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The Aotearoa Circle’s Sustainable Finance Forum (SFF) – comprising representatives from banks, insurance companies, industry, Māori businesses and iwi, professional services, civil society, academia, and Government – today released its roadmap for building a sustainable financial system by 2030.
The Circle’s Roadmap for Action covers three themes – changing mindsets, transforming the financial system and financing the transformation. Under these themes are 11 priority areas each with detailed recommendations.
“Our vision is for a financial system that is more resilient, inclusive, robust, and agile through
incorporation of environmental, social and economic considerations in financial decisions,” says SFF co-chair and NZ Super Fund CEO Matt Whineray.
The SFF’s kaupapa is to achieve a financial system that:
• provides for long-term environmental, social and economic prosperity;
• operates within environmental, human and social constraints and dependencies;
• moves from a focus on shareholders to a focus on all stakeholders (including our environment and society), and;
• preserves, enhances, and restores the planet for future generations.
“The current system has proven good at the creation of financial wealth but has largely done so with less consideration of sustaining the quality of our land, water, climate and communities. Changes are needed to embed environmental and social considerations into market mechanisms and fiscal incentives, so ultimately capital allocation decisions by actors within individual businesses are aligned with our shared goals for the planet and its people,” says Mr Whineray.
SFF co-chair Karen Silk, who is also Westpac GM Customer Experience Hub and Sustainable Business Council chair, says on strict economic measures New Zealand has become a more prosperous nation in recent years. “But this has come at a significant cost when considering broader measures of wellbeing, including environmental and social outcomes,” she says.
The report notes that the health of our planet, and all who rely on it for survival, is in peril. “We need to change the way financial decisions are made to ensure our current economic activity is not coming at the cost of the long term health of our environment,” says Ms Silk.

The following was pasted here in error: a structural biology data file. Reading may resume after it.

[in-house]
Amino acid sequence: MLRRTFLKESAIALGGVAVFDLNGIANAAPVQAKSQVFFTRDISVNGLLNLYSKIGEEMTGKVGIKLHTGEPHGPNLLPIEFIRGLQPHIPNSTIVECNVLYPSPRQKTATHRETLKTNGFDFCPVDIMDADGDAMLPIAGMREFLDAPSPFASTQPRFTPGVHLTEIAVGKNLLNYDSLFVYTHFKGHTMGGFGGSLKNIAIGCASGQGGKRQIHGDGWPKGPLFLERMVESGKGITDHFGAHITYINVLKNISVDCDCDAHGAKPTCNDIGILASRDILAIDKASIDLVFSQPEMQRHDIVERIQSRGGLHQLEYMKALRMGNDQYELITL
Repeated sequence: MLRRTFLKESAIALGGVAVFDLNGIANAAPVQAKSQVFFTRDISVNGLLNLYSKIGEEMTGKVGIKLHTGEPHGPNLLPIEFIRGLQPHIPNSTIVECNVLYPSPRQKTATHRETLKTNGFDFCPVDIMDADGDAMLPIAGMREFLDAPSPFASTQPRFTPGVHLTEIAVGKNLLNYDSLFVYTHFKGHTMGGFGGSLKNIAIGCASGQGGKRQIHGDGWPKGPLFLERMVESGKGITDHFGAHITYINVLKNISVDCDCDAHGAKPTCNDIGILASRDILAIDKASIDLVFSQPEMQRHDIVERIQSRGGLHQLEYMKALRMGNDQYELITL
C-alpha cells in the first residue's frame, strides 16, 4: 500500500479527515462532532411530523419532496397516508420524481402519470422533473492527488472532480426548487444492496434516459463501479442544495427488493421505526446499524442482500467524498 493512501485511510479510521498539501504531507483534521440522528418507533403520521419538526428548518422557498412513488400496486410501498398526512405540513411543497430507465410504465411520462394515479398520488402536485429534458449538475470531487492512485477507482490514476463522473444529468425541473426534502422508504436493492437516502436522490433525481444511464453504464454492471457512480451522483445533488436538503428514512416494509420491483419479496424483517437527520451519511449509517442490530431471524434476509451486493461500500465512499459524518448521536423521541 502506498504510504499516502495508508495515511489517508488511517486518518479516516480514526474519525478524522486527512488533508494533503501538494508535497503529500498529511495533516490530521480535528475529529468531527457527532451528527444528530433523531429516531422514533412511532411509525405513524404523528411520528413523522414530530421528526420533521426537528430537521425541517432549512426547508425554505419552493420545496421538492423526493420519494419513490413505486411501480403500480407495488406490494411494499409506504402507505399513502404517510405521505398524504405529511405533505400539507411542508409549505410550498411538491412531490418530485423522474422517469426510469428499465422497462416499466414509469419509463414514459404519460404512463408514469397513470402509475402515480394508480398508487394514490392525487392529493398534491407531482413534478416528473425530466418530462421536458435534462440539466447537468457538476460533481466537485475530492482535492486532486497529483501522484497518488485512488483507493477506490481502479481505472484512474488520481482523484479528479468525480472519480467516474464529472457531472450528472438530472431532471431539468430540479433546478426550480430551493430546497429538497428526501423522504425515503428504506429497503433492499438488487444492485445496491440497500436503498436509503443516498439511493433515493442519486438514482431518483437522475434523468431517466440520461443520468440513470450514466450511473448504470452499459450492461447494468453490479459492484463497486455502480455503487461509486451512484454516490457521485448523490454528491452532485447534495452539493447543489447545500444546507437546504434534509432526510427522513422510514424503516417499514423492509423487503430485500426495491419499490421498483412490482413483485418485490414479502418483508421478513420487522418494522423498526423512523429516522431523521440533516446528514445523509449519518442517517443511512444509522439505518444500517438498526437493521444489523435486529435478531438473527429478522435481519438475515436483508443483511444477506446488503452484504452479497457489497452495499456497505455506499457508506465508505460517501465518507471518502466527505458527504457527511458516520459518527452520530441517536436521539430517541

The 11 priority areas set out in the report include:
• Responsibility: Explicitly require financial system actors to consider, manage and account for environmental, social and governance risks and opportunities (ESG) and real-world impacts
• Capability: Raise capability in sustainable finance through education and training
• Governance: Improve public and private sector governance for sustainability
Transforming the financial system
- Data: Improve data and information quality and availability, including through the use of fintech
• Disclosure: Improve and extend external reporting and disclosures
• Co-ordination: Establish and fund an agile and independent Centre for
Sustainable Finance to oversee and coordinate implementation of the Roadmap
• Account and value: Integrate environmental, social and cultural outcomes into investment decisions to ensure we operate within planetary and societal boundaries
• Inclusiveness: Recognise that financial services and products are a utility and create an inclusive financial system
• Government leadership: Develop a Whole of Government sustainable finance strategy
Financing the transformation
- Resiliency: Improve prudential regulation over environmental risks
• Standards and pathways: Develop standards and pathways that encourage investments which deliver positive environmental, social and economic outcomes
The report is the result of 22 months of research and collaboration by a leadership group and technical working group of more than 50 people as well as two hui to incorporate Māori guidance and six focused on funds management, financial inclusion, corporates and public sector workshops. More than 200 stakeholders were engaged in the roadmap process, of whom 95 per cent said the current financial system is not sustainable or inclusive.
Ms Silk says sustainable finance is on the agenda of many comparable countries and regions. “Across the world’s largest 50 economies, there have been over 730 hard and soft law-policy revisions which support, encourage, or require investors to consider long-term value drivers such as environmental, societal and governance factors.
“Ninety six per cent of these economies have implemented policy to help investors consider sustainability risks, opportunities or outcomes. Europe, the United Kingdom, Canada and China are significantly more advanced in the transition towards a sustainable model than New Zealand.”
Mr Whineray says the recommendations contained in the SFF’s Roadmap for Action are not novel, with similar initiatives occurring around the world.
“In fact, in many areas, New Zealand is a laggard, and without progress or alignment to the changes occurring elsewhere, New Zealand may find its access to international markets is at risk. Our roadmap contains practical suggestions for improving the financial system by the end of the current decade.”
In the coming months the SFF will be working with Government, regulators, investment and financial institutions, businesses and the wider community to advocate for and implement the detailed recommendations of the roadmap. It will establish a process for reporting back on progress against the recommendations.